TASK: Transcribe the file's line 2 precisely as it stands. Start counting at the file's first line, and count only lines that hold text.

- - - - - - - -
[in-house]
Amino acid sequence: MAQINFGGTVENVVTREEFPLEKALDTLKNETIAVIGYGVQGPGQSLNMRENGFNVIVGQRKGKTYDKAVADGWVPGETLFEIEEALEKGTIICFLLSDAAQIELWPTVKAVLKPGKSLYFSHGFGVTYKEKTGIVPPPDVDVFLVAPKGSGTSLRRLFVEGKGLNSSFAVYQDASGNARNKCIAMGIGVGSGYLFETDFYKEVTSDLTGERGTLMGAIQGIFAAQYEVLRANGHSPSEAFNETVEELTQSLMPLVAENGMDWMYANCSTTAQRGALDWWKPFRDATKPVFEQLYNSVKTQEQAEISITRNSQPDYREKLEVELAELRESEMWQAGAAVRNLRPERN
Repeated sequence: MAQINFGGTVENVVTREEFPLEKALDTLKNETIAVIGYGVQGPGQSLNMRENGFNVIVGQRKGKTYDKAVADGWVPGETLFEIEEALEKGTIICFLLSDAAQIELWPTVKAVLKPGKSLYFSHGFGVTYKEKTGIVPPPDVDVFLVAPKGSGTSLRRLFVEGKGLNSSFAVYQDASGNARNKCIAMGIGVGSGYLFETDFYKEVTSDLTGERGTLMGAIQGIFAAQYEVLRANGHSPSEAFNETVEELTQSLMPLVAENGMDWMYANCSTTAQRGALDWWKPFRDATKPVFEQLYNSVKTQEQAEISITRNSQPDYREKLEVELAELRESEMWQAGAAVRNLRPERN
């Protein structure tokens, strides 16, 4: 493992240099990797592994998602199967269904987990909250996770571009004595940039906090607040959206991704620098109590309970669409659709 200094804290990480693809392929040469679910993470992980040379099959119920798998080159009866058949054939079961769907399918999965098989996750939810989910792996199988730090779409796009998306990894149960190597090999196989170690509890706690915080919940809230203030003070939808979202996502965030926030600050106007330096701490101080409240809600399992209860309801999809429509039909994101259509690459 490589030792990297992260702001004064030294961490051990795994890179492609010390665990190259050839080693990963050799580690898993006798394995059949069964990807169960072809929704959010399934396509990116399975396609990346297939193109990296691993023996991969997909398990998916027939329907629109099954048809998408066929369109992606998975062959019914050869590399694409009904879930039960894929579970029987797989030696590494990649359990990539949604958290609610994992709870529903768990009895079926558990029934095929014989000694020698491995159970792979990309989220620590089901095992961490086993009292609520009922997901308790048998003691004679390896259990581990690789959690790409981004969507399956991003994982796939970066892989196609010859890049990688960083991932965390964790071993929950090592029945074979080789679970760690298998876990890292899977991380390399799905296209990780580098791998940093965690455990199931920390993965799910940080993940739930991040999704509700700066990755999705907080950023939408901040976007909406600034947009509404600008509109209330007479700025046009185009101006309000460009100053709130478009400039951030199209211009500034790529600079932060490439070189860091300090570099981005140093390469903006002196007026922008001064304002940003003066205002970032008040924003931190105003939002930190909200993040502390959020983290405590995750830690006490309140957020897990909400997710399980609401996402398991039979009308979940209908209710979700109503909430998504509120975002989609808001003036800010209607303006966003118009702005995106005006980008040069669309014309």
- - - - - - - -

Amino acid sequence: MAQINFGGTVENVVTREEFPLEKALDTLKNETIAVIGYGVQGPGQSLNMRENGFNVIVGQRKGKTYDKAVADGWVPGETLFEIEEALEKGTIICFLLSDAAQIELWPTVKAVLKPGKSLYFSHGFGVTYKEKTGIVPPPDVDVFLVAPKGSGTSLRRLFVEGKGLNSSFAVYQDASGNARNKCIAMGIGVGSGYLFETDFYKEVTSDLTGERGTLMGAIQGIFAAQYEVLRANGHSPSEAFNETVEELTQSLMPLVAENGMDWMYANCSTTAQRGALDWWKPFRDATKPVFEQLYNSVKTQEQAEISITRNSQPDYREKLEVELAELRESEMWQAGAAVRNLRPERN